Posts Tagged 'Dan Simmons'

The more we think about it, the more Dan Simmons’ work seems obliquely prophetic. We’ve mentioned it here on Drozbot before, but the combined narratives of Ilium (2003) and Olympos (2005) put forward a far future in which society is divided into Elio-like ‘post-humans’ and Morlock-like servitors (robots called the Voynix) – the latter created to keep the former in a state of placid contentment.

Jump to the increasing backlash against big data controlling mass opinion, and the general lack of critical thinking – generated by a desire for information in bite-sized formats – and it’s easy to sense a rising concern that we’re sleep walking into a state of techno idiocy. In Ilium one of the central characters is informed that Earth’s data sphere (effectively the web bootstrapped to the nth degree) is hardwired beneath his skin. Upon accessing it, he’s confronted with how limited he and his people have become as a result of the machine powers now ruling the planet. The idea is adapted from George Orwell’s concept of Newspeak, in which a populace is controlled by limiting its ability to express complex ideas. Which isn’t that far away from the voices of concern emerging among Silicon Valley’s web and app creators, who are already speaking out against the addictive feedback loops they’ve created.

The second factor in Simmons’ reduction of civilisation is the rise of artificial intelligence. Are we, as Elon Musk and Stephen Hawking believe, at increased risk of machine intelligence taking over? In both Ilium and Olympos there are different types of AI with conflicting appreciations of their human creators. With the biological-based Moravecs and Rockvecs, who live in the outer zones of the solar system, you have your typical level of benevolent sentience. (Interestingly, the first European law to allow the prospecting of asteroids has just been passed, bringing the idea of robot mine workers one step closer.) On the other, darker side of the equation is Setebos, a god-like, many handed AI that’s set on destroying humanity using the servitors under its control. A possible or even probable threat from our current perspective? Well, considering that Google have just created an AI that can repeatedly best masters of the Chinese board game GO, and that a South Korean company, Hankook Mirae Technology, has just developer a walking mech suit… No, I’m sure we’ll be just fine.

There’s a lot of fanciful elements in both Ilium and Olympos; cable car systems running on pylons modelled on the Eiffel Tower, a data library on the peak of Mount Everest, a ’10 Commandments” styled rift that runs the width of the Atlantic… But, thanks to the intervening decade since their publication, they now seem to highlight the consequences of humans made ignorant and enslaved by technology. Perhaps it’s time to re-read them both, especially considering our current position on the cusp of such emergent technologies. Then again, as the likes of Simmons, Orson Scott Card and Dean Koontz all fall under increasing scrutiny as a result of their own intolerance, perhaps not.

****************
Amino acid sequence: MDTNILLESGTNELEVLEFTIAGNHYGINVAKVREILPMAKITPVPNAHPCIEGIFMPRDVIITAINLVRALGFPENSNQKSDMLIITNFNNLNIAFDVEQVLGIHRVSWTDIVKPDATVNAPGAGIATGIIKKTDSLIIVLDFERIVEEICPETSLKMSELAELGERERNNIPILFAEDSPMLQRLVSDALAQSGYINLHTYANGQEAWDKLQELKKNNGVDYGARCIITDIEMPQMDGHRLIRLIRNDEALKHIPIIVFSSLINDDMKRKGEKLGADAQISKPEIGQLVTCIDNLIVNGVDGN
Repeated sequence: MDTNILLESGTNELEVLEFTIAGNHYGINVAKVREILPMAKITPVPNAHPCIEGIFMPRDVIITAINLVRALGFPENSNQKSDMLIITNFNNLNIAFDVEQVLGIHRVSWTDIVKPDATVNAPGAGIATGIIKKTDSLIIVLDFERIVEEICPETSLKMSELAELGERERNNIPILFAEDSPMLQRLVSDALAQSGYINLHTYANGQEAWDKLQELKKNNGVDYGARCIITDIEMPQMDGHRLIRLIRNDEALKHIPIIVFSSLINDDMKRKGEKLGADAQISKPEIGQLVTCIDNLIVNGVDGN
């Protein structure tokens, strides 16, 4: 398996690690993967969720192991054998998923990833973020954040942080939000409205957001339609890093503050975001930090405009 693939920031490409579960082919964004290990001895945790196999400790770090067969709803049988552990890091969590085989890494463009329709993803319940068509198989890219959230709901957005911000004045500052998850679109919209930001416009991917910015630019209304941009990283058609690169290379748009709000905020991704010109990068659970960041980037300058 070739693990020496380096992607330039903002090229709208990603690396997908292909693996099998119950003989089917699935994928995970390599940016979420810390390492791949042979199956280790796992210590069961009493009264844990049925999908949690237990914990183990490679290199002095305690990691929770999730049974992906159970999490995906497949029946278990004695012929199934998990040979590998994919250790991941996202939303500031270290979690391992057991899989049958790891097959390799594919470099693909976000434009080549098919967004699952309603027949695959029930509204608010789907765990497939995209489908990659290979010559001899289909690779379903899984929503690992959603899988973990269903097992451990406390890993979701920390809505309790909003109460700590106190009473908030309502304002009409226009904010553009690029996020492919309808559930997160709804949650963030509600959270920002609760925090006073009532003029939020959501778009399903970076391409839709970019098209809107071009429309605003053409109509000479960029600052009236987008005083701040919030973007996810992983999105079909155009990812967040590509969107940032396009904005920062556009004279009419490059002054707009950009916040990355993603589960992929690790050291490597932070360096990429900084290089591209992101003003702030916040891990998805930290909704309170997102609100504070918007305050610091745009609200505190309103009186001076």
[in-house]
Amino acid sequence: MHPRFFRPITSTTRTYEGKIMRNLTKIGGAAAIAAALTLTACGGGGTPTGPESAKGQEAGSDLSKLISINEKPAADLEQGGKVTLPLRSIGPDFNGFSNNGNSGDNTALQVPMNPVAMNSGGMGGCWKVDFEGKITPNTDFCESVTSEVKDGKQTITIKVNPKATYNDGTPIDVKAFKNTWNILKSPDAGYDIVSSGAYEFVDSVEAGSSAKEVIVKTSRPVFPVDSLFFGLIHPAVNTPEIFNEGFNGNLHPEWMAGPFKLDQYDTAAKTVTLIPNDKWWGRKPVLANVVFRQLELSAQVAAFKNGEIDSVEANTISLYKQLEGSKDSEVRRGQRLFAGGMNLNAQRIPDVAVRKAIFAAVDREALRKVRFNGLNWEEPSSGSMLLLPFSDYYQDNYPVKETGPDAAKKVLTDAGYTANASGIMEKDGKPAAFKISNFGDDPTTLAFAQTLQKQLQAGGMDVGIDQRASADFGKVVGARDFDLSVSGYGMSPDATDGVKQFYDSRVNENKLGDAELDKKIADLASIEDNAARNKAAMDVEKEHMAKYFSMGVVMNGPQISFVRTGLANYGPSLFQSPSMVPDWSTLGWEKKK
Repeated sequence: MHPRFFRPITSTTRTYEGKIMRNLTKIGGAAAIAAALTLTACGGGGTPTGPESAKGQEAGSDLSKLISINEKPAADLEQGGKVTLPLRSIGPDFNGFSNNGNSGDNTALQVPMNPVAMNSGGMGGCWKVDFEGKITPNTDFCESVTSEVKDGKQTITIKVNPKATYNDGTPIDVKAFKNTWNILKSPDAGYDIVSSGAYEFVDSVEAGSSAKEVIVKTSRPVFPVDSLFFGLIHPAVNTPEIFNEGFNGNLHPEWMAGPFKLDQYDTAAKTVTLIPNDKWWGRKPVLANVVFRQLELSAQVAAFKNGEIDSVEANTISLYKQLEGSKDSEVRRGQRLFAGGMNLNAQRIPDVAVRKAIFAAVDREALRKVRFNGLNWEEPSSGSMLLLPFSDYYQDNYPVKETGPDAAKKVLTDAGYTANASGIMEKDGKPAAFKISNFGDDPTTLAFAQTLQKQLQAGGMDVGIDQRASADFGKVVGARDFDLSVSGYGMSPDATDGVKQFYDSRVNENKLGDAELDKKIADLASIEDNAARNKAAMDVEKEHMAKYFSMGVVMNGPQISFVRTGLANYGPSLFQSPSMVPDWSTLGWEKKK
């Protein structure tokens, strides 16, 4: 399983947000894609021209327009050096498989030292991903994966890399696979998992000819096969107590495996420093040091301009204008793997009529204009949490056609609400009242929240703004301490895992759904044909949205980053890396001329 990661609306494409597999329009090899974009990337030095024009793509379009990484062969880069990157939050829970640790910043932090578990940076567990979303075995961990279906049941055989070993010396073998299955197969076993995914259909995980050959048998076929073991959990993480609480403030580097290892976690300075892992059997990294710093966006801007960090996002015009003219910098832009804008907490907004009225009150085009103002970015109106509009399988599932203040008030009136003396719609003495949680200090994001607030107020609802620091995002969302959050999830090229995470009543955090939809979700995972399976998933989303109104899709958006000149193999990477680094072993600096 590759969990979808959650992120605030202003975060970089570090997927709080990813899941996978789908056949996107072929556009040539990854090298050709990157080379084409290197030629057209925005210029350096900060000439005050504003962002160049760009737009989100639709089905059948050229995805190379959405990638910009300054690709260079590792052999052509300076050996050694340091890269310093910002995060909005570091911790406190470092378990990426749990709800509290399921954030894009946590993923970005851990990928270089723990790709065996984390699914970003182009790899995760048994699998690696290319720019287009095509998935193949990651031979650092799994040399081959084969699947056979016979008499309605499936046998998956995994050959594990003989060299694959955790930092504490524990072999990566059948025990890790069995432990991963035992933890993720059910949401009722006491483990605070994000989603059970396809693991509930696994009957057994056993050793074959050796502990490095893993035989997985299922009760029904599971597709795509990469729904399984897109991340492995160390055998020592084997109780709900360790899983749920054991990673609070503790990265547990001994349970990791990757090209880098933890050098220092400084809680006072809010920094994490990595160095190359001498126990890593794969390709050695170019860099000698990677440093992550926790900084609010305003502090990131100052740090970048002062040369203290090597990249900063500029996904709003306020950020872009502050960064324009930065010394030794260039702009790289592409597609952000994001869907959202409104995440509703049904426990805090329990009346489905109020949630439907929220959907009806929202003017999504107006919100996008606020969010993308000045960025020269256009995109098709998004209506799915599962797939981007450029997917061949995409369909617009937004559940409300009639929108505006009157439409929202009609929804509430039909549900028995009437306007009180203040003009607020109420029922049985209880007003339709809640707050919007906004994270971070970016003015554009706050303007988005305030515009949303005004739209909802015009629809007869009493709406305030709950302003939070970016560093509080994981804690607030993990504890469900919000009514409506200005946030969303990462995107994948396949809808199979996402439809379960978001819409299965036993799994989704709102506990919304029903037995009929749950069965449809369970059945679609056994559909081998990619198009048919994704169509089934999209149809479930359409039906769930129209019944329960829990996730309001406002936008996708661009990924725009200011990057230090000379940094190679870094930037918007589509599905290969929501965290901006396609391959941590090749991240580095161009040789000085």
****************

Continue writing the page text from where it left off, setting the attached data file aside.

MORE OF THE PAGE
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Orphu Meets Zeus

Anyone who has spent a month of Sundays digging away at Eve Online just so that they can shoot pirates at the weekend, might like this one.

Seems the US government want to open up the rights to mine asteroids. While those outside of North America may call for an international agreement – much in the same way that Antarctica is protected by a treaty of nation states – the idea of sending probes to seek mineral wealth away from the Earth is intriguing.

Numerous companies have been speculating about the logistics of what such a mining operation would entail. Back in 2013, Astronaut published an article about how the solar systemic race for resources was shaping up. Among the possible solutions Deep Space Industries’ concept of a self-replicating fleet of prospectors caused the biggest stir among Sci-Fi fans. Partially because it offers a neat solution to the expense of repeated rocket launches from Earth, but also for the similarity to Dan Simmons’ Moravecs from Ilium and Olympos (Francois Baranger’s interpretation of Orphu of Io above). Add to the evocative mix the recent hi-res imagery from NASA’s Dawn probe as it flew past Ceres – the largest of the solar system’s planetoids – and suddenly there seems to be more science to the proposals than fiction.

Personally, it’s been over a decade since I wrote my own take on what the future might hold for mining among the stars. In Dusted, the approach was to employ genetically altered humans on long tours of duty in the asteroid belt. Throwing in some extraterrestrial interest – which was inspired by this scene from Empire Strikes Back – the story also called into question whether life could evolve on a smaller landmass within a hard vacuum. A flight of fancy possibly, but the mystery behind the bright spots recorded on Ceres’ surface proves that humanity always has more to learn the further it gets from home.

As well as discovery, there’s the added bonus that this new ‘gold rush’ to the final frontier might also ensure the survival of our species. Not just by protecting our home planet from environmental depletion, but also by reducing our dinosaur-like vulnerability while we remain confined to Earth.

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